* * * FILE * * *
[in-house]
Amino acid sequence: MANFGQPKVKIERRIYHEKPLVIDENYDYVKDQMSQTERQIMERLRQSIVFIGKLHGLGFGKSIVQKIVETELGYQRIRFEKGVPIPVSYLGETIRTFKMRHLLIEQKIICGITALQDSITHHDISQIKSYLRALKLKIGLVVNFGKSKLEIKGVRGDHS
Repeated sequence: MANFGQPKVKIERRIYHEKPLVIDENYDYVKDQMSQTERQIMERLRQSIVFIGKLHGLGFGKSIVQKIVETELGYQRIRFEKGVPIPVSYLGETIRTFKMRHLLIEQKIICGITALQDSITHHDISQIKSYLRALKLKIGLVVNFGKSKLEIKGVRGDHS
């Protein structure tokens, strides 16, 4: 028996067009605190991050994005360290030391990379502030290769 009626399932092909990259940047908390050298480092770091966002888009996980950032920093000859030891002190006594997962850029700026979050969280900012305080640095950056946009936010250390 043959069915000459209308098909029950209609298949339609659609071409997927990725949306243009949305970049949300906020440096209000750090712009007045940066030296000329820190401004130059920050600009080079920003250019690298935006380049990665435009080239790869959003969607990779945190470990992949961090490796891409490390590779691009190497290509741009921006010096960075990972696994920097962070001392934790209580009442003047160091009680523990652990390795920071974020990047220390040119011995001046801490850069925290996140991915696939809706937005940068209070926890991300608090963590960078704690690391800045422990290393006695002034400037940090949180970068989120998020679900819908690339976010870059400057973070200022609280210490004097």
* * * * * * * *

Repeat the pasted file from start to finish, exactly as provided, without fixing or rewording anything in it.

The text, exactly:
[in-house]
Amino acid sequence: MANFGQPKVKIERRIYHEKPLVIDENYDYVKDQMSQTERQIMERLRQSIVFIGKLHGLGFGKSIVQKIVETELGYQRIRFEKGVPIPVSYLGETIRTFKMRHLLIEQKIICGITALQDSITHHDISQIKSYLRALKLKIGLVVNFGKSKLEIKGVRGDHS
Repeated sequence: MANFGQPKVKIERRIYHEKPLVIDENYDYVKDQMSQTERQIMERLRQSIVFIGKLHGLGFGKSIVQKIVETELGYQRIRFEKGVPIPVSYLGETIRTFKMRHLLIEQKIICGITALQDSITHHDISQIKSYLRALKLKIGLVVNFGKSKLEIKGVRGDHS
């Protein structure tokens, strides 16, 4: 028996067009605190991050994005360290030391990379502030290769 009626399932092909990259940047908390050298480092770091966002888009996980950032920093000859030891002190006594997962850029700026979050969280900012305080640095950056946009936010250390 043959069915000459209308098909029950209609298949339609659609071409997927990725949306243009949305970049949300906020440096209000750090712009007045940066030296000329820190401004130059920050600009080079920003250019690298935006380049990665435009080239790869959003969607990779945190470990992949961090490796891409490390590779691009190497290509741009921006010096960075990972696994920097962070001392934790209580009442003047160091009680523990652990390795920071974020990047220390040119011995001046801490850069925290996140991915696939809706937005940068209070926890991300608090963590960078704690690391800045422990290393006695002034400037940090949180970068989120998020679900819908690339976010870059400057973070200022609280210490004097």